Prepping for an immersive installation
You’ve got your team assembled. Everyone is ready to head to the installation site and get the complex system up and running in full glory. The plan has been set with deadlines and time estimates. Client expectations are set and reviews are scheduled. What happens next can be a million different things. The install might go smoothly and everyone will high five repeatedly. It may end up a total train wreck with everyone pulling out their hair. While you may not be able to avoid every possible situation, there are a few things you can do to try to put the odds in the favor of success. Here’s my top 5 things I suggest doing before heading out to an installation site.
1. Quality check ALL of your assets
This sounds so boring, I know, but it’s one of the biggest time wasters when the heat is on. Quality assurance of assets is ideally a multi-stage and multi-person process where everyone is responsible for their own work. Everyone should confirm that their work meets the specifications created at the start of the project and that their work meets a certain professional standard. This ends up being the job of the last person in the production chain, more often than not and will burn a lot of their time.
The specification check is pretty simple, often seems unnecessary, and everyone grumbles, but in real time and generative systems it only takes one asset at the wrong resolution, bit rate, codec, or length, to cause unpleasant results or even negatively impact the whole systems performance. There are many apps you can use to verify specifications like Quicktime or VLC. It’s easy to do and will avoid developers complaining to you about how they spent time debugging their systems only to find out a bad asset was the culprit.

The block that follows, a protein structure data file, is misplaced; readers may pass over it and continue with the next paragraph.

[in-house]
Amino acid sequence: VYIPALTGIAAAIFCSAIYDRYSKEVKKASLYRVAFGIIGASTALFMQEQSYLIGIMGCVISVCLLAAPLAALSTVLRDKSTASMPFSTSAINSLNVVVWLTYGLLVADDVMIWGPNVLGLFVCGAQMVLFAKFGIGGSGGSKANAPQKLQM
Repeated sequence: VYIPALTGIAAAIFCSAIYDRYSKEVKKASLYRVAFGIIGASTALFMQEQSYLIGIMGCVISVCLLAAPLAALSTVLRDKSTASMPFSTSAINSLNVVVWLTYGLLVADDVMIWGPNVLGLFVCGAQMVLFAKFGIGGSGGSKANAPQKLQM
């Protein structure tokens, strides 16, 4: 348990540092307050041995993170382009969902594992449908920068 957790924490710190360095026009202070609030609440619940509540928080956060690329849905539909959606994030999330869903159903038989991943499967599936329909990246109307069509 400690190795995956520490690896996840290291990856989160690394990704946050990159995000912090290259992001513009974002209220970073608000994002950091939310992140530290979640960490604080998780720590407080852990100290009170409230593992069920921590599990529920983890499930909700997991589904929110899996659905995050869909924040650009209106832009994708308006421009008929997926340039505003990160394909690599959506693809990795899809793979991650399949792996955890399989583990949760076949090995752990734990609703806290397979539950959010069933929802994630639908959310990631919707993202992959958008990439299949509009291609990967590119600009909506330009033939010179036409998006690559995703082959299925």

The professional standard check will vary based on what you’re working on and takes quite a bit more time. If budgets are big, then there will be people wanting every pixel to be perfect, and if the budgets are small you might just need to do a simple quality check. It boils down to watching every single asset from start to finish to confirm there aren’t any artifacts from encoding, processing, or rendering. Little blips and bloops sneak into assets in long processing pipelines, and a quick watch early on gives you enough time to inform the creators that another version is needed. Quality checks mean ensuring looping assets actually do loop properly.
Asset quality assurance will invariably have to happen somewhere and the job site is not a great place to watch assets and verify specifications. It takes longer than you think and you will almost certainly have more important things to deal with, so get this out of the way before getting to the installation site.